Mapping of Evoked Potentials in Normals and Patients with Psychiatric Diseases

  • K. Maurer
  • T. Dierks
  • R. Ihl
  • G. Laux


Studies on the clinical use of evoked potentials (EP) in psychiatry date back to the mid-1960s, when Callaway et al. (1965) and Rodin et al. (1964) described EP alterations in schizophrenia. The first book about the use of EP in psychiatry appeared in 1972 (Shagass 1972). The most consistent finding in the following studies by Roth etal. (1981) and Pfefferbaum et al. 1984 b) was a reduction of P300 amplitudes in schizophrenia and dementia. For schizophrenia, this reduction seemed to be the most robust and replicable waveform alteration indicating biological deficits in this disease. Despite all these valuable results, the EP method did not gain the degree of clinical significance that would have been necessary for routine use of EP for differential diagnosis and drug monitoring. One reason might be the nonspecificity of EP alterations, which are often similar in different diseases.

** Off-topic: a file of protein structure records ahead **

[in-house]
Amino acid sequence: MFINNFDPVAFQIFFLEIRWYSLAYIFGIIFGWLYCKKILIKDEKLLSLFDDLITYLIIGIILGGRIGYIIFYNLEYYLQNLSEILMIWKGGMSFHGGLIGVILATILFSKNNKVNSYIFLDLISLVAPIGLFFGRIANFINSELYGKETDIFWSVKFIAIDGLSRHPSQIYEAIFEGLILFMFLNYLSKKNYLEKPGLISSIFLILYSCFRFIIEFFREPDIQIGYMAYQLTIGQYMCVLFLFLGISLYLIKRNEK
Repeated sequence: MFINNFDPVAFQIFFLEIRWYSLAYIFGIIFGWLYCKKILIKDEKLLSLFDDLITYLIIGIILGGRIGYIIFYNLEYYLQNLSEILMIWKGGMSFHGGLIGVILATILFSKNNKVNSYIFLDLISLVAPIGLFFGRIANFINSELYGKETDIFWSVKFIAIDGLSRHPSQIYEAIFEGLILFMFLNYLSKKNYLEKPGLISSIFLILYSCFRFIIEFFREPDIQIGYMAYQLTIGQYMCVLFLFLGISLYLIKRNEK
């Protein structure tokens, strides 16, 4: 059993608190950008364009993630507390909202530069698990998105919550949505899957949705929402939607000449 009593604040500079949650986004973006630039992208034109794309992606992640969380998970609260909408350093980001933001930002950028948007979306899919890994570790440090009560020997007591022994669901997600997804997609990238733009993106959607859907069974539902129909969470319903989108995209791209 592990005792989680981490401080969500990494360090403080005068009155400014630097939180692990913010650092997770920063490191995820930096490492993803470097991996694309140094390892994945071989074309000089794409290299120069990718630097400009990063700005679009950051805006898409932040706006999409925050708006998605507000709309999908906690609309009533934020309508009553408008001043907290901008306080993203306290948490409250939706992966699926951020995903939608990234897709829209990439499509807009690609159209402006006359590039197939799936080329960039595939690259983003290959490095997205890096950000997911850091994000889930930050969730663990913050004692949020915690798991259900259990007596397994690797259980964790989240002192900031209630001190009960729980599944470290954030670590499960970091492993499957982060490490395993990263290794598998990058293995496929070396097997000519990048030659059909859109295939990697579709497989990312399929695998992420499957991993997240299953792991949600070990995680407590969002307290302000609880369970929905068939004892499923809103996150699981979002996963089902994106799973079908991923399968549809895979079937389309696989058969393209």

Visual Evoke Potential P300 Amplitude Arachnoidal Cyst Evoke Potential Somatosensory Evoke Potential 
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Copyright information

© Springer-Verlag Berlin Heidelberg 1989

Authors and Affiliations

  • K. Maurer
  • T. Dierks
  • R. Ihl
  • G. Laux
    • 1
  1. 1.Department of PsychiatryUniversity of WürzburgWürzburgFederal Republic of Germany

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